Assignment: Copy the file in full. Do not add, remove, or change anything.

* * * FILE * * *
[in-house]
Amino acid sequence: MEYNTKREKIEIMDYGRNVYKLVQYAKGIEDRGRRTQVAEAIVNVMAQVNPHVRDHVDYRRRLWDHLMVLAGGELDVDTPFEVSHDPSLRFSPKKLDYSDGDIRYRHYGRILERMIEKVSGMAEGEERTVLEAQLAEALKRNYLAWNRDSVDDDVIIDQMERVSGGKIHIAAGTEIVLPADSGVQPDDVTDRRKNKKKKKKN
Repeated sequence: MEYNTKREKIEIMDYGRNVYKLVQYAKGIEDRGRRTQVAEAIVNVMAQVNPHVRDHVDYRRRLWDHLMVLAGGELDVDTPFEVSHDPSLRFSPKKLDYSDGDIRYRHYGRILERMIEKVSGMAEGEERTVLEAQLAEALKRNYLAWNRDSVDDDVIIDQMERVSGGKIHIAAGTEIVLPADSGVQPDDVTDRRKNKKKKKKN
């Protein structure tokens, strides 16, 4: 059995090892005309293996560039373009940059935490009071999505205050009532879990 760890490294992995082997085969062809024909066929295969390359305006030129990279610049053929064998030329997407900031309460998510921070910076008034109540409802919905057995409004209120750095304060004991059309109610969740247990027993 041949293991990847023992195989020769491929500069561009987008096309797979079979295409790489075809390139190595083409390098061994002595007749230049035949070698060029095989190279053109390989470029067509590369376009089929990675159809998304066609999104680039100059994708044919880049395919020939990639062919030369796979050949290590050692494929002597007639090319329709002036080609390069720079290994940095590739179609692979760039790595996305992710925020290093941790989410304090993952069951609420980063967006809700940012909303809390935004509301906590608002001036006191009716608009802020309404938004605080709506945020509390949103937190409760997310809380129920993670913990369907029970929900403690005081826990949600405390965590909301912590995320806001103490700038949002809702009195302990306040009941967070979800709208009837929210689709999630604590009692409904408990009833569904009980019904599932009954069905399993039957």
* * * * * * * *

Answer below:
[in-house]
Amino acid sequence: MEYNTKREKIEIMDYGRNVYKLVQYAKGIEDRGRRTQVAEAIVNVMAQVNPHVRDHVDYRRRLWDHLMVLAGGELDVDTPFEVSHDPSLRFSPKKLDYSDGDIRYRHYGRILERMIEKVSGMAEGEERTVLEAQLAEALKRNYLAWNRDSVDDDVIIDQMERVSGGKIHIAAGTEIVLPADSGVQPDDVTDRRKNKKKKKKN
Repeated sequence: MEYNTKREKIEIMDYGRNVYKLVQYAKGIEDRGRRTQVAEAIVNVMAQVNPHVRDHVDYRRRLWDHLMVLAGGELDVDTPFEVSHDPSLRFSPKKLDYSDGDIRYRHYGRILERMIEKVSGMAEGEERTVLEAQLAEALKRNYLAWNRDSVDDDVIIDQMERVSGGKIHIAAGTEIVLPADSGVQPDDVTDRRKNKKKKKKN
């Protein structure tokens, strides 16, 4: 059995090892005309293996560039373009940059935490009071999505205050009532879990 760890490294992995082997085969062809024909066929295969390359305006030129990279610049053929064998030329997407900031309460998510921070910076008034109540409802919905057995409004209120750095304060004991059309109610969740247990027993 041949293991990847023992195989020769491929500069561009987008096309797979079979295409790489075809390139190595083409390098061994002595007749230049035949070698060029095989190279053109390989470029067509590369376009089929990675159809998304066609999104680039100059994708044919880049395919020939990639062919030369796979050949290590050692494929002597007639090319329709002036080609390069720079290994940095590739179609692979760039790595996305992710925020290093941790989410304090993952069951609420980063967006809700940012909303809390935004509301906590608002001036006191009716608009802020309404938004605080709506945020509390949103937190409760997310809380129920993670913990369907029970929900403690005081826990949600405390965590909301912590995320806001103490700038949002809702009195302990306040009941967070979800709208009837929210689709999630604590009692409904408990009833569904009980019904599932009954069905399993039957």